Welcome. This is a blog for Narrative and Technology, a course being offered at the University of Pittsburgh during the Fall of 2014. The posts you will find here are by students participating in two sections of this class. The subtitle and theme of this course is “Narrating Information Technology in the Twenty-First Century.” Over the course of the semester we will be reading and engaging with the following texts and students will be responding to them. A copy of the syllabus: 9am section and 11am section.
The Primary Reading
Hilde G. Corneliussen and Jill Walker Rettberg, eds., Digital Culture, Play, and Identity: A “World of Warcraft” Reader (Cambridge, MA: The MIT Press, 2008).
Dear Esther (Brighton, UK: The Chinese Room, 2012).
Alexander R. Galloway, Protocol: How Control Exists After Decentralization (Cambridge, MA: The MIT Press, 2004).
Gamer, directed by Mark Neveldine and Brian Taylor (Beverley Hills, CA: Lakeshore Entertainment, 2009).
Gone Home (Portland, OR: The Fullbright Company, 2013).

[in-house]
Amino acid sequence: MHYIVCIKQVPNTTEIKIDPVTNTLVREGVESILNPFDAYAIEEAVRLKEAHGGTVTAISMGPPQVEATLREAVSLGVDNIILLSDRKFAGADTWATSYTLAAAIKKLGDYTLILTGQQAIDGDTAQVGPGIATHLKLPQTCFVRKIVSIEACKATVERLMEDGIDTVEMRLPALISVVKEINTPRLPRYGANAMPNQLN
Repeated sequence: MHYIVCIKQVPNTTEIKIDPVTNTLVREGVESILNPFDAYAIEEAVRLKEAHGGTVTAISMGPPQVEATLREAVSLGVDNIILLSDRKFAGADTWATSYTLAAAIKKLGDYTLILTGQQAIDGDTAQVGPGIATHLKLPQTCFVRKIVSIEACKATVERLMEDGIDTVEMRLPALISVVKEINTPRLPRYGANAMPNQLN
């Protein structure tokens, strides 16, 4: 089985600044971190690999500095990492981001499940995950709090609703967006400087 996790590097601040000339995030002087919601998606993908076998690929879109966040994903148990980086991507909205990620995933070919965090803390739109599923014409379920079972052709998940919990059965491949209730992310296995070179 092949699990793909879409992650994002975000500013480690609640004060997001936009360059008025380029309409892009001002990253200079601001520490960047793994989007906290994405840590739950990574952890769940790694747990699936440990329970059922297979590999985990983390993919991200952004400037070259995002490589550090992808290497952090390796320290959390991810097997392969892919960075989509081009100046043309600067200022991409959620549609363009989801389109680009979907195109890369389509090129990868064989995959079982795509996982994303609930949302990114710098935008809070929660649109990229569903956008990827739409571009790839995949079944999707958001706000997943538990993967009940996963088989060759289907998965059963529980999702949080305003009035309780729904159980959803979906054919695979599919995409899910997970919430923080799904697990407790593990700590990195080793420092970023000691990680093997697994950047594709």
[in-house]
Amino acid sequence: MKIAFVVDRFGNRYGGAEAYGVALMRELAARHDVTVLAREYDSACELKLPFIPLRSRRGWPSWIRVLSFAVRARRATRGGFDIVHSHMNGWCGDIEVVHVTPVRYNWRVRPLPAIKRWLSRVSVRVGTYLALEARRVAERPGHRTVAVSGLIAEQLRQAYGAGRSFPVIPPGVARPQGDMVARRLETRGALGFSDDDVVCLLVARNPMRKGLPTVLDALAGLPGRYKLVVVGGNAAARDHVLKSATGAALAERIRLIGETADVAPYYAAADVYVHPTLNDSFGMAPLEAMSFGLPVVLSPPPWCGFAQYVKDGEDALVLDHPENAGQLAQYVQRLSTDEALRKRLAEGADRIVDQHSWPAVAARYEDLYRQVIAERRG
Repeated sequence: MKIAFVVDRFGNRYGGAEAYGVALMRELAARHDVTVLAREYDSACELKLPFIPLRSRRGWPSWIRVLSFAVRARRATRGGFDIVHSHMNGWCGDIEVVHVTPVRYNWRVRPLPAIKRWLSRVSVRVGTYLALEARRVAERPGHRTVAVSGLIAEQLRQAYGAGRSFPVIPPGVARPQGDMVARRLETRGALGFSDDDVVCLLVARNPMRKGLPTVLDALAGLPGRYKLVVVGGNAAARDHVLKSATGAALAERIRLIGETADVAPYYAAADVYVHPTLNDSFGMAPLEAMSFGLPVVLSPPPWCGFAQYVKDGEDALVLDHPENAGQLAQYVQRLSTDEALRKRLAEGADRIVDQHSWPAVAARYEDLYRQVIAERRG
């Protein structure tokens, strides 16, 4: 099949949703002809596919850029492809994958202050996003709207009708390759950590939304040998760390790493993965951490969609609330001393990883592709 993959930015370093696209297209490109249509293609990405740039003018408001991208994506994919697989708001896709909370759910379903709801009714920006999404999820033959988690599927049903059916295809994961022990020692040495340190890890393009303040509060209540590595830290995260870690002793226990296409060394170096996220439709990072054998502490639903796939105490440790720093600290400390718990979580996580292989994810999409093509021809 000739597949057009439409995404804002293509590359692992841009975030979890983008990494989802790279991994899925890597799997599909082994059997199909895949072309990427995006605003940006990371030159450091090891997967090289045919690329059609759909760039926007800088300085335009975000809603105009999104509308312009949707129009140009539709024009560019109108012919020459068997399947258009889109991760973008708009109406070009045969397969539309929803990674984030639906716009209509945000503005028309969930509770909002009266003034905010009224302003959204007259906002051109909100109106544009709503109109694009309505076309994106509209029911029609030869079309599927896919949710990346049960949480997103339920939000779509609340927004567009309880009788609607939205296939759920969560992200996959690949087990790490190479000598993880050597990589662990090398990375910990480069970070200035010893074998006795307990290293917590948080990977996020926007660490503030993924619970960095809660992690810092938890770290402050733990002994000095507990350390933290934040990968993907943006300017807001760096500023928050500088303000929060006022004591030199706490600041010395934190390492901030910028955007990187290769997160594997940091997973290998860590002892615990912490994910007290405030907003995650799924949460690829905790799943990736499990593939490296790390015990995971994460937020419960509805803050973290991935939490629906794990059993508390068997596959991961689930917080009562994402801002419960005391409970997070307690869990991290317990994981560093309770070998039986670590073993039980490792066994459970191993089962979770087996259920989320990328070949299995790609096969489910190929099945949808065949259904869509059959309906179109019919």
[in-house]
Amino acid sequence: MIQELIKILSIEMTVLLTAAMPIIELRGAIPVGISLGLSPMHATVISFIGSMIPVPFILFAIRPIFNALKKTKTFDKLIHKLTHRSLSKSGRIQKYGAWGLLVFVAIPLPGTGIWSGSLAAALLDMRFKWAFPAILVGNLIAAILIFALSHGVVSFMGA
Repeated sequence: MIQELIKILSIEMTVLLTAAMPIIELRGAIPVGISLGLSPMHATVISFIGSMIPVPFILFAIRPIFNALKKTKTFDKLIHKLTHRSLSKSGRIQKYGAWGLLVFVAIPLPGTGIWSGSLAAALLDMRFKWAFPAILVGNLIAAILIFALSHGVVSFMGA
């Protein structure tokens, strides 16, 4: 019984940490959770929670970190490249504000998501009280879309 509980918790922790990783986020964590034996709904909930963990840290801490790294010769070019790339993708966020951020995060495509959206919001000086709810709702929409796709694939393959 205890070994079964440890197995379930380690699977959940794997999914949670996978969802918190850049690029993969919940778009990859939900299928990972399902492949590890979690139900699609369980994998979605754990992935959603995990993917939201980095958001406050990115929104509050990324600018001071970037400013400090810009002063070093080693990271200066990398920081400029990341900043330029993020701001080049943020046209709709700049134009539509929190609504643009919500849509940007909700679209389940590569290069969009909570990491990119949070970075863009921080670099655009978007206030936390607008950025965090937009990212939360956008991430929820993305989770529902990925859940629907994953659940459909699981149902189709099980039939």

The Stanley Parable (Galactic Café, 2013).
World of Warcraft (Irvine, CA: Blizzard Entertainment, 2004-2014).
The Secondary Reading
Alexander R. Galloway, “Gamic Action, Four Moments,” in Gaming: Essays on Algorithmic Culture (Minneapolis, MN: University of Minnesota Press, 2006), 1-38.
Alexander R. Galloway, “Warcraft and Utopia,” Ctheory.net (16 February 2006), http://www.ctheory.net/articles.aspx?id=507.
Alexander R. Galloway, “We Are the Gold Farmers,” in The Interface Effect (Malden, MA: Polity, 2012), 120-143.
Donna Haraway, “A Manifesto for Cyborgs: Science, Technology, and Socialist Feminism in the 1980s” (1984), in The Haraway Reader (New York: Routledge, 2004), 7-46.
Martin Heidegger, “The Question Concerning Technology” (1954), trans. William Lovitt, in Basic Writings: Ten Key Essays, Plus the Introduction to “Being and Time”, rev. and ex. ed., ed. David Farrell Krell (1977; repr., San Francisco: Harper San Francisco, 1993), 307-341.
Frank Kermode, “The End,” in The Sense of and Ending: Studies in the Theory of Fiction with a New Epilogue, 2nd ed. (1967; repr., New York: Oxford University Press, 2000), 3-31.